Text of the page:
5. Reduce distractions

Remove any earphones and don’t check your phone! Just like when you’re driving, unnecessary distractions can take your focus off the road and subject you to a higher chance of danger. Replying to a text or listening to your favourite song can wait!

 

6. Ride with a friend

Cycling with a buddy will naturally make you more visible to road users, reducing the risk of being unseen by cars. As well as this, in the case of an accident or emergency, the other cyclist will be able to assist in getting the necessary help.

 

7. Use cycle lanes

Using cycle-specific lanes are a great way to avoid busy and potentially dangerous roads. Remember that being in a cycle zone doesn’t guarantee your safety, stay focused and be careful wherever you ride.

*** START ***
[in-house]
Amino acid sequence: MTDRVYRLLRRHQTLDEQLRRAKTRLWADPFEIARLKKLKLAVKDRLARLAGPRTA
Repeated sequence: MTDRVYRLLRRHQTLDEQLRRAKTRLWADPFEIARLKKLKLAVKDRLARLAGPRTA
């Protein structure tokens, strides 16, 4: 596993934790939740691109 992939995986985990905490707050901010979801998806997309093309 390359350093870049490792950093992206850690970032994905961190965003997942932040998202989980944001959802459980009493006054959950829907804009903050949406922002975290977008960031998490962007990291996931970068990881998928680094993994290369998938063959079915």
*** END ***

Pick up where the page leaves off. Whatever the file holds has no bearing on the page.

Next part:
8. Carry a puncture repair kit

Punctures can occur at the most frustrating times! Carrying a puncture repair kit is a great idea, particularly if you’re on a long journey. We’ve got a great range of maintenance tools and kits in-stock, visit our website or your local store to browse.

 

9. Stay hydrated

On longer trips, or particularly warm days, it is crucial to stay hydrated. We’d recommend installing a bottle cage to keep your drink easily accessible. Take regular water breaks when it is safe to do so to avoid becoming dehydrated.

 

10. Ride with the traffic

Never ride against the traffic, always ride with it. Riding against the traffic is strongly unadvised, even on quieter roads.

 

11. Keep an eye on road conditions